Paterno Pitched Sandusky as Head Coach in 1999

On January 12, 2011, then-Penn State Senior VP of Operations Gary Schultz testified under oath to a State College-area Grand Jury.

Joe Paterno pitched Jerry Sandusky as head football coach in 1999, proposing Penn State Altoona start a football program

(”Idea” during months between ‘98 Sandusky PSU Police report & ‘retirement’)

During the testimony by Schultz, the man who was running the day-to-day operations of Penn State at the time, he characterized what led to Jerry Sandusky’s departure from Penn State:

“I candidly have recollections that Coach Paterno and Jerry had reached a point where Coach Paterno felt it would be best that he make a coaching change.”

On Nov. 5, 2011, the same Grand Jury reported of Victim 4, one of the children Sandusky allegedly sexually abused:

The Penn State football program relocated to the Lasch Football Building in 1999 and that facility had a sauna. Victim 4 reported that after the move, most of the sexual conduct that did not occur in a hotel room occurred in the sauna, as the area is more secluded.

Victim 4 remembers Sandusky being emotionally upset after having a meeting with Joe Paterno in which Paterno told Sandusky he would not be the next head coach at Penn State and which preceded Sandusky’s retirement. Sandusky told Victim 4 not to tell anyone about the meeting. That meeting occurred in May, 1999.

While Sandusky’s “retirement” from Penn State was announced three months later, Paterno allowed Sandusky to coach the entire 1999 season.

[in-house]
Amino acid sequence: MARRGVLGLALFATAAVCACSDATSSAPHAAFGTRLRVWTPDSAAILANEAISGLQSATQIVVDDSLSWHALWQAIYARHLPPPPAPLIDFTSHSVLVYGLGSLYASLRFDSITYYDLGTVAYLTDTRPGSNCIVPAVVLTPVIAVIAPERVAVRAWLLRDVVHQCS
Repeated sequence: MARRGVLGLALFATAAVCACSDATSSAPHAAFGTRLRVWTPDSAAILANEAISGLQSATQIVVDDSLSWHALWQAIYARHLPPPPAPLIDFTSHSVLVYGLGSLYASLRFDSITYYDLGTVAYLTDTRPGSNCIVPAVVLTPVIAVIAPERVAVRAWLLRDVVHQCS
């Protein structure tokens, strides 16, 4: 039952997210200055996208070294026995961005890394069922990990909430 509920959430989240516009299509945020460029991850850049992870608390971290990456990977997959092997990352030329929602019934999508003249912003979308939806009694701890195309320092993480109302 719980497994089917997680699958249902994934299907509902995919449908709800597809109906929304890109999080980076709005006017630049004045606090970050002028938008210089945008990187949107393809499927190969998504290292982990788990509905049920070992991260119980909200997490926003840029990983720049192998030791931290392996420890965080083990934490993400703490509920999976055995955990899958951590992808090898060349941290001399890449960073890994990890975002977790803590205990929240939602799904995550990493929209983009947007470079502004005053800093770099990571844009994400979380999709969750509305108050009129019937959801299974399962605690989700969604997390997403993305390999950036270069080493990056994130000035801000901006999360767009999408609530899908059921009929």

The Grand Jury reported that it was during the 1998 and 1999 Penn State football seasons that Sandusky allegedly, repeatedly sexually abused Victim 4 - a child at the time - while representing Penn State on road trips and during overnight stays by the school’s football team at a local hotel before home games:

Victim 4 was listed, along with Sandusky’s wife, as a member of Sandusky’s family party for the 1998 Outback Bowl and the 1999 Alamo Bowl. He traveled to and from both bowl games with the football team and other Penn State staff, coaches and their families, sharing the same accommodations. Victim 4 would frequently stay overnight at Toftrees with Sandusky and the football team prior to home games; Sandusky’s wife was never present at Toftrees when Victim 4 stayed with Sandusky.

This was where the first indecent assaults of Victim 4 occurred. Victim 4 would attend the pregame banquet and sit with Sandusky at the coaches’ table. Victim 4 also accompanied Sandusky to various charity golf outings and would share a hotel room with him on those occasions.

Less than a year before Paterno told Sandusky in 1999 that, “it would be best that he make a coaching change“, Penn State law enforcement filed an exhaustive 130-page police report in which Sandusky confirmed to detectives that he had showered with two boys in the Penn State locker room. As part of the Penn State Police report, Sandusky admitted to the mother of one of the boys - in the presence of two police detectives - that his behavior “was wrong” and that “I wish I were dead.